A: ERISA is an acronym for the Employee Retirement Income Security Act of 1974 (29 U.S.C. 1001-1461). ERISA severely limits policyholder benefits as to group insurance offered through an employer. Remedies are limited to those administrative remedies found in the statute if the group insurance is offered as part of a “plan” within the meaning of ERISA. The issue of whether a group insurance policy is governed by ERISA has become a vital question in light of decisions extending ERISA’s preemptive reach and forcing claimants to bring an ERISA enforcement action in federal court, rather than a common law bad faith action in state court. (Kanne v. Connecticut General Ins. Co. (9th Cir. 1988) 867 F.2d 489, 493; Pilot Life Ins. Co. v. Dedeaux (1987) 481 U.S. 41, 45.)
ERISA preempts all state laws insofar as they may relate to any employee benefit plan. (Ky. Assn. of Health Plans, Inc. v. Miller (2003) 538 U.S. 329, 333.)
41. Q: What constitutes an ERISA plan?
A:Whether an ERISA plan exists is a factual question. The courts have generally found a “plan” to exist where the employer pays the premiums, even though the employer does not intend to create an ERISA plan and has little involvement in the administration of the benefit program. (Marshall v. Bankers Life & Casualty Co. (1992) 2 Cal.4th 1045.)
42. Q: When is an employee plan excluded from ERISA?
A: The Ninth Circuit in Kanne v. Connecticut General Ins. Co. (9th Cir. 1988) 867 F.2d 489, 499, held that all the criteria set forth in the Department of Labor regulations must be satisfied before a plan is excluded from ERISA. These are:
1) the employer does not endorse the program;
2) employee participation is voluntary;
3) premiums are paid entirely by the employee;
4) the employers sole function is to collect premiums and remit the same to the insurer; and,
5) the employer must receive no consideration other than reasonable compensation for collecting and remitting premiums.
Note: State, federal, and municipal employees are not governed by ERISA preemption. (29 U.S.C. §§ 1309(b), 1321(b)(2).)
43. Q: Who is a “participant” in an ERISA plan?
A :ERISA defines a “participant” as an “employee or former employee.” Plaintiffs who own their businesses or who are independent contractors arguably are not “employees.” The key consideration is whether the hiring party has the right to control the manner and means by which work is done. (Nationwide Mut. Ins. Co. v. Darden (1992) 503 U.S. 318, 323.)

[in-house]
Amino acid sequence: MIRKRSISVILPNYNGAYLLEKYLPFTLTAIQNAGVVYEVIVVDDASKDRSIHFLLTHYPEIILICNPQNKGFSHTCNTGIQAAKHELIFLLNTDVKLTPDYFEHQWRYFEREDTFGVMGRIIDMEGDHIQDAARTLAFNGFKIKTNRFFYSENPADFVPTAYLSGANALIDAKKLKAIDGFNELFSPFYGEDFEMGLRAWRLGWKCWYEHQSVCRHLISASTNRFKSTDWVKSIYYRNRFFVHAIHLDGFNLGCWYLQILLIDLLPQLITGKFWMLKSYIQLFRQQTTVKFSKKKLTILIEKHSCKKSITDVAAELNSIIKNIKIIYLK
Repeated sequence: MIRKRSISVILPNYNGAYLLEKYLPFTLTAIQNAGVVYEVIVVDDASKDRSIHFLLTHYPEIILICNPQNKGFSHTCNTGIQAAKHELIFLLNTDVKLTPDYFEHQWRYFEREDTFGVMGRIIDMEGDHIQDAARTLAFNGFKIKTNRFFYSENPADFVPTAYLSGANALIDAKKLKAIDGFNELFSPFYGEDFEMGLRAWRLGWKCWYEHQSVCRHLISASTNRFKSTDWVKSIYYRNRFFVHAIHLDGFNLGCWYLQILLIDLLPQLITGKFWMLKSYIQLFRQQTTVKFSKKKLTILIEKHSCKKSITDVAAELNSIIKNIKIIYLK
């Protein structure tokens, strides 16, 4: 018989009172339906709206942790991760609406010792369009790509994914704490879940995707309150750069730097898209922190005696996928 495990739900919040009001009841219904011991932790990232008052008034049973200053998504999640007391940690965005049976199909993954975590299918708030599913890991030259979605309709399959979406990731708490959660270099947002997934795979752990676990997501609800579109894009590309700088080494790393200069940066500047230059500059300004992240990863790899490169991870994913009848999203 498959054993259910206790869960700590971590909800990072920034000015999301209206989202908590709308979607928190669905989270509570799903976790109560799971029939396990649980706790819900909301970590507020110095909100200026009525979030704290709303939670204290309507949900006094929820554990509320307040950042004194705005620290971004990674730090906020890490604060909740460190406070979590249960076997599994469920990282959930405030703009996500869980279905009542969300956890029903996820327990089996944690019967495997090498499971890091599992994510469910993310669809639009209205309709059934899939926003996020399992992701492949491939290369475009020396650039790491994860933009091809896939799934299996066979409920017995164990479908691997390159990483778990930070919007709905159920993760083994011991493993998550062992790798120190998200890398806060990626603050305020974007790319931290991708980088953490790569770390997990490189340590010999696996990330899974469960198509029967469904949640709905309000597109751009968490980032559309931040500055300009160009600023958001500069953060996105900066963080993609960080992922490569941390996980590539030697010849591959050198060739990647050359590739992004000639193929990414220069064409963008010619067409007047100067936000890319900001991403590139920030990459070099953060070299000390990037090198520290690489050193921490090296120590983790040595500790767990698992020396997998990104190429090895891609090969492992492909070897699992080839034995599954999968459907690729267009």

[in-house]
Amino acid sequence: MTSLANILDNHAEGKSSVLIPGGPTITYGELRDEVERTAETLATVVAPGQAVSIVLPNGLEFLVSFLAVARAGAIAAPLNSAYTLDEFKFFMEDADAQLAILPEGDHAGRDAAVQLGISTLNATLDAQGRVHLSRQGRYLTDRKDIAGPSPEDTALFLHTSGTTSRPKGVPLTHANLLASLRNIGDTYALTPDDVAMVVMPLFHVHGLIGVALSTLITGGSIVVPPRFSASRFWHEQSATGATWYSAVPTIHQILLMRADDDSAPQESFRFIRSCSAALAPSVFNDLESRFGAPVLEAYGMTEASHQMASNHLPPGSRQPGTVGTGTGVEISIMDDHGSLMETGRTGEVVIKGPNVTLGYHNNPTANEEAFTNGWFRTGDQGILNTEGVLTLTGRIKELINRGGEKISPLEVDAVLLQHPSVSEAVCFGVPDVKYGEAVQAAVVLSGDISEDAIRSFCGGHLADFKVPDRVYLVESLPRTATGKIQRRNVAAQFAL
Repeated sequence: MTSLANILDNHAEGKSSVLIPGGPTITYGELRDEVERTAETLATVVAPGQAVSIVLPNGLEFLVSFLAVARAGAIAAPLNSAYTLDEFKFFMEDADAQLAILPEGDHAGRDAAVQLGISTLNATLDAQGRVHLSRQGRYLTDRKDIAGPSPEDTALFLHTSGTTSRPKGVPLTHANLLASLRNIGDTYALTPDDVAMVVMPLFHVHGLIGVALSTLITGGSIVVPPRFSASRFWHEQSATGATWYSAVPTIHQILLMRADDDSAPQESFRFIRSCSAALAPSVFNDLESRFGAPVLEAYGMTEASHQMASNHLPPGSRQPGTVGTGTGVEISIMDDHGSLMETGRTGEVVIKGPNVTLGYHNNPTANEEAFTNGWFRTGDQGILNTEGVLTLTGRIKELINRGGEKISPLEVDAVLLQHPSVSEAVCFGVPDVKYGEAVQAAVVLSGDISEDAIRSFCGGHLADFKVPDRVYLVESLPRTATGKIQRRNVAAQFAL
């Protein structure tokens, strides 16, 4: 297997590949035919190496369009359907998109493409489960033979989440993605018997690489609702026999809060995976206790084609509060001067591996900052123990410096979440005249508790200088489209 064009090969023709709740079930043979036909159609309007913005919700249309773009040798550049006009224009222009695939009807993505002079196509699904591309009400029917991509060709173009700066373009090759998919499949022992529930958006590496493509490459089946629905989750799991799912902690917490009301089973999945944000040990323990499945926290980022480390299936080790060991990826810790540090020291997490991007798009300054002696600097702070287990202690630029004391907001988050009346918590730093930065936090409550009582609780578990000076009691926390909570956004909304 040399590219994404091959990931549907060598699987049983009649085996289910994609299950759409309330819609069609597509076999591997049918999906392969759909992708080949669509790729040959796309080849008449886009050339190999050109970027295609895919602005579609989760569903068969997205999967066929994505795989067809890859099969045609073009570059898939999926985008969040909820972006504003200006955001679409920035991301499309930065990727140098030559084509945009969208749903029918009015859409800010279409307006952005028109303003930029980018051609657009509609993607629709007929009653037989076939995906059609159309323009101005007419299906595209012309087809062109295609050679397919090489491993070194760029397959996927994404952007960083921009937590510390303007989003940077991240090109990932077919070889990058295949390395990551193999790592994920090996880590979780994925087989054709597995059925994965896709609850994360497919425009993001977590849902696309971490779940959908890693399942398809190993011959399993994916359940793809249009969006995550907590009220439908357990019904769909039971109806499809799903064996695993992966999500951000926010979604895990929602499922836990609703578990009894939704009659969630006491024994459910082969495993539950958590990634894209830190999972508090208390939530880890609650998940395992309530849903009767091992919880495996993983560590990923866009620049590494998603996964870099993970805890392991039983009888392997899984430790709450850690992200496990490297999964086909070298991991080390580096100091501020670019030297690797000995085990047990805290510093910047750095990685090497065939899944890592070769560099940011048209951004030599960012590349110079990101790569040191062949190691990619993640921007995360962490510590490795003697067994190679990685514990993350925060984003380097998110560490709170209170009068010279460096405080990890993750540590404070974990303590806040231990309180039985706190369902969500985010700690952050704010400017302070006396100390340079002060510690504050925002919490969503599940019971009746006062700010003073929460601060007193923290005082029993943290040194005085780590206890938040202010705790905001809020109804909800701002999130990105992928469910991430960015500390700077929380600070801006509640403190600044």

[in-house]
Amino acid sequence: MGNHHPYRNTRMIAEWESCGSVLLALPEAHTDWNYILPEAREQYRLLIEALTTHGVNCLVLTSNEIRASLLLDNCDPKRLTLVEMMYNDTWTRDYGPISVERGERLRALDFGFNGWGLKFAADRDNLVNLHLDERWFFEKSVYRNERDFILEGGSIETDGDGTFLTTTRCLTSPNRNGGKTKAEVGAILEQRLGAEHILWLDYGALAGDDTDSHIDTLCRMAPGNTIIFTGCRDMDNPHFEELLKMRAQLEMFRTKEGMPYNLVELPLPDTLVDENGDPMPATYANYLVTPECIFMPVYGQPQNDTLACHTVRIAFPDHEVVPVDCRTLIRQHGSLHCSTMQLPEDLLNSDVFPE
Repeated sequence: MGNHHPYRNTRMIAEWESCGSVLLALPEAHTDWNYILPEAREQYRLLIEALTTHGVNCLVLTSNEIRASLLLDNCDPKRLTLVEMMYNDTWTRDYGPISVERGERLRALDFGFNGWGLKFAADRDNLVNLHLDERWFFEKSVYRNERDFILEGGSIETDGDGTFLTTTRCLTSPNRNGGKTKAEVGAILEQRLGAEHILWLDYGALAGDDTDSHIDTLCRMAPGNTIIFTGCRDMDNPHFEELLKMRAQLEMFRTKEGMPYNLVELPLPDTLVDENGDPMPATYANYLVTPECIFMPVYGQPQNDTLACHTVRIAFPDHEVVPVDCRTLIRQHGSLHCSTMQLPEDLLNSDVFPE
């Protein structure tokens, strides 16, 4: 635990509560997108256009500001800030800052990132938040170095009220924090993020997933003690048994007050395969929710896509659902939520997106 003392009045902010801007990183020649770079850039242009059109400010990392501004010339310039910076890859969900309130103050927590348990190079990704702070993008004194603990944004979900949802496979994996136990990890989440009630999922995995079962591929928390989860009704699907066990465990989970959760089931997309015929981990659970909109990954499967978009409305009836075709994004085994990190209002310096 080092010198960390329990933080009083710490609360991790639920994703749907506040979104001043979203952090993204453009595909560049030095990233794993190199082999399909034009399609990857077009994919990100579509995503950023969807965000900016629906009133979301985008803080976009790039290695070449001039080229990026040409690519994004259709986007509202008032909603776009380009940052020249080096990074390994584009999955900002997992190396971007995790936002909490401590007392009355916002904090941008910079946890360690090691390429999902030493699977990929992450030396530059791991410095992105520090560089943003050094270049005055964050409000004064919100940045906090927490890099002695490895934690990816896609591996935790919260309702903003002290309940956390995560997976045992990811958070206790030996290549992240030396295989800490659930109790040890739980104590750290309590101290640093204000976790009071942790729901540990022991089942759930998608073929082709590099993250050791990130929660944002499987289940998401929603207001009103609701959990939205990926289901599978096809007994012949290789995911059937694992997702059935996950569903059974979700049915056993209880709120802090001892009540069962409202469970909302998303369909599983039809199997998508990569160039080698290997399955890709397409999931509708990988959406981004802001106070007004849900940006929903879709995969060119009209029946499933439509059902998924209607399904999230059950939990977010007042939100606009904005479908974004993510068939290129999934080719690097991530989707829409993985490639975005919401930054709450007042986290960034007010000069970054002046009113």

G. STATUTE OF LIMITATIONS
44. Q: What is the statute of limitations in a bad faith case?
A: In most cases, a one-year statute for personal injuries (emotional distress) is applied. (C.C.P. § 340.) A two-year statute governing actions “upon a[n] … obligation or liability not founded upon an instrument of writing” (C.C.P. § 339(1) may also apply. (Smyth v. USAA Property and Casualty Ins. Co. (1992) 5 Cal. App. 4th 1470, 1476, 7 Cal. Rptr. 2d 694, 698.) **CAUTION** If the insurance policy contains a contractual statute of limitations clause, see Question 45 below.
45. Q: Is an insurance policy clause limiting the time “within which the insured must bring an action to recover on the policy” (e.g., one year), enforceable, and if so, how is the time period computed?
A:This issue is complex. The wording of the policy and the facts of the case are important factors. Some insurance policies attempt to require insureds to file actions on the policy within a specified period from the occurrence, rather than from the time the claim is denied. (Lawrence v. Western Mutual Ins. Co. (1988) 204 Cal. App. 3d 565, 572; Abari v. State Farm Fire & Casualty Co. (1988) 205 Cal. App. 3d 530.) In Prudential- LMI Commercial Insurance v. Superior Court, supra, 51 Cal.3d 674, 678, the California Supreme Court held that the time limitation in the policy was enforceable, but tolled between the period of time that the insured gives notice of the loss and the time the claim was denied. For example: a loss occurs on January 1, 1991 and is reported to the insurer on February 1, 1991; it is denied by the insurer on March 1, 1992. The insured must file suit prior to February 1, 1993. The one month that elapsed between the loss and the notice to the insurer counts toward the limitations period. Based on the length of the delay in reporting the loss, the insured will have only an additional eleven months after denial to file the lawsuit. (Prieto v. State Farm Fire & Casualty Co. (1990) 225 Cal. App. 3d 1188, 1195, 275 Cal. Rptr. 362, 366.)
46. Q: When does the statute of limitations begin to run on an action to compel an insurer to abide by an arbitration clause?
A: The limitations period begins to run when the insurer refuses to arbitrate. (Spear v. California State Auto. Assn. (1992) 2 Cal.4th 1035, 1042.)
We are happy to answer any additional questions you may have about this fascinating field. We handle cases throughout the country and are also happy to discuss association or referral arrangements in appropriate cases.